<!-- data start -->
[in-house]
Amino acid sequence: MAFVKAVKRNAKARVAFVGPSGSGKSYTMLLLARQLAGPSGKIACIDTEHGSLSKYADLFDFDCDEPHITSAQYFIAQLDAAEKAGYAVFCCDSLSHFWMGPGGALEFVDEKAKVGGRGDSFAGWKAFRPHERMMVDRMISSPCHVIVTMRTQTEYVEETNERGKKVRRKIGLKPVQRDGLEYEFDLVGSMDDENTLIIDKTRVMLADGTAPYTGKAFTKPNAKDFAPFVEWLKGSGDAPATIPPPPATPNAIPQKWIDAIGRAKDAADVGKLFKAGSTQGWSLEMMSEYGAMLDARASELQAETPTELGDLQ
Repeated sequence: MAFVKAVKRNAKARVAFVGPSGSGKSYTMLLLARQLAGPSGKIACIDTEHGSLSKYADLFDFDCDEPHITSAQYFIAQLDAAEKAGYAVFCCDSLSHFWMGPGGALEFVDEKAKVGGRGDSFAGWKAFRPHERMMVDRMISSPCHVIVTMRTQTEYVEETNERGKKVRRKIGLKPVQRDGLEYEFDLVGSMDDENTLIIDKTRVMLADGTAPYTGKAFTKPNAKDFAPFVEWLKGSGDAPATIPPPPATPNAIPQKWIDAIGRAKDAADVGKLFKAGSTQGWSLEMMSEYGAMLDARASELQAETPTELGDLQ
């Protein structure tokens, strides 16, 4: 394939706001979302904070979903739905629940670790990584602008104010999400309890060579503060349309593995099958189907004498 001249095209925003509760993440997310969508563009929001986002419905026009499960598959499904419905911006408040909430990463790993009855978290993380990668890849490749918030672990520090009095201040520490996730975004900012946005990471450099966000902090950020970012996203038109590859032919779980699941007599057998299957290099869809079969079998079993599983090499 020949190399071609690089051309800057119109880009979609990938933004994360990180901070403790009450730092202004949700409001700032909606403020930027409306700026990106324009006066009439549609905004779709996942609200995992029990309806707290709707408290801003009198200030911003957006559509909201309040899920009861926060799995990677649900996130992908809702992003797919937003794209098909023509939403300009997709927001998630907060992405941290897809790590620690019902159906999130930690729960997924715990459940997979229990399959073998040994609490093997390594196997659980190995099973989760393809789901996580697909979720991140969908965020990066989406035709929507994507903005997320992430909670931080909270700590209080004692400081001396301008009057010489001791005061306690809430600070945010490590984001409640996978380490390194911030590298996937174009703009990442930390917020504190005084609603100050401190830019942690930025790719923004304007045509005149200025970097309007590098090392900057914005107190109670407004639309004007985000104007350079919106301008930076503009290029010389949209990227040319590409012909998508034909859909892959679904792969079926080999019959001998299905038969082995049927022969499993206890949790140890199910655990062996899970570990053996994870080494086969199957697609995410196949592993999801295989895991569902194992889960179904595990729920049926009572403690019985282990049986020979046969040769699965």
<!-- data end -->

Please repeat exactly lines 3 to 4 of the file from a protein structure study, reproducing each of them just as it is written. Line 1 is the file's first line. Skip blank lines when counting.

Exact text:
Repeated sequence: MAFVKAVKRNAKARVAFVGPSGSGKSYTMLLLARQLAGPSGKIACIDTEHGSLSKYADLFDFDCDEPHITSAQYFIAQLDAAEKAGYAVFCCDSLSHFWMGPGGALEFVDEKAKVGGRGDSFAGWKAFRPHERMMVDRMISSPCHVIVTMRTQTEYVEETNERGKKVRRKIGLKPVQRDGLEYEFDLVGSMDDENTLIIDKTRVMLADGTAPYTGKAFTKPNAKDFAPFVEWLKGSGDAPATIPPPPATPNAIPQKWIDAIGRAKDAADVGKLFKAGSTQGWSLEMMSEYGAMLDARASELQAETPTELGDLQ
């Protein structure tokens, strides 16, 4: 394939706001979302904070979903739905629940670790990584602008104010999400309890060579503060349309593995099958189907004498 001249095209925003509760993440997310969508563009929001986002419905026009499960598959499904419905911006408040909430990463790993009855978290993380990668890849490749918030672990520090009095201040520490996730975004900012946005990471450099966000902090950020970012996203038109590859032919779980699941007599057998299957290099869809079969079998079993599983090499 020949190399071609690089051309800057119109880009979609990938933004994360990180901070403790009450730092202004949700409001700032909606403020930027409306700026990106324009006066009439549609905004779709996942609200995992029990309806707290709707408290801003009198200030911003957006559509909201309040899920009861926060799995990677649900996130992908809702992003797919937003794209098909023509939403300009997709927001998630907060992405941290897809790590620690019902159906999130930690729960997924715990459940997979229990399959073998040994609490093997390594196997659980190995099973989760393809789901996580697909979720991140969908965020990066989406035709929507994507903005997320992430909670931080909270700590209080004692400081001396301008009057010489001791005061306690809430600070945010490590984001409640996978380490390194911030590298996937174009703009990442930390917020504190005084609603100050401190830019942690930025790719923004304007045509005149200025970097309007590098090392900057914005107190109670407004639309004007985000104007350079919106301008930076503009290029010389949209990227040319590409012909998508034909859909892959679904792969079926080999019959001998299905038969082995049927022969499993206890949790140890199910655990062996899970570990053996994870080494086969199957697609995410196949592993999801295989895991569902194992889960179904595990729920049926009572403690019985282990049986020979046969040769699965």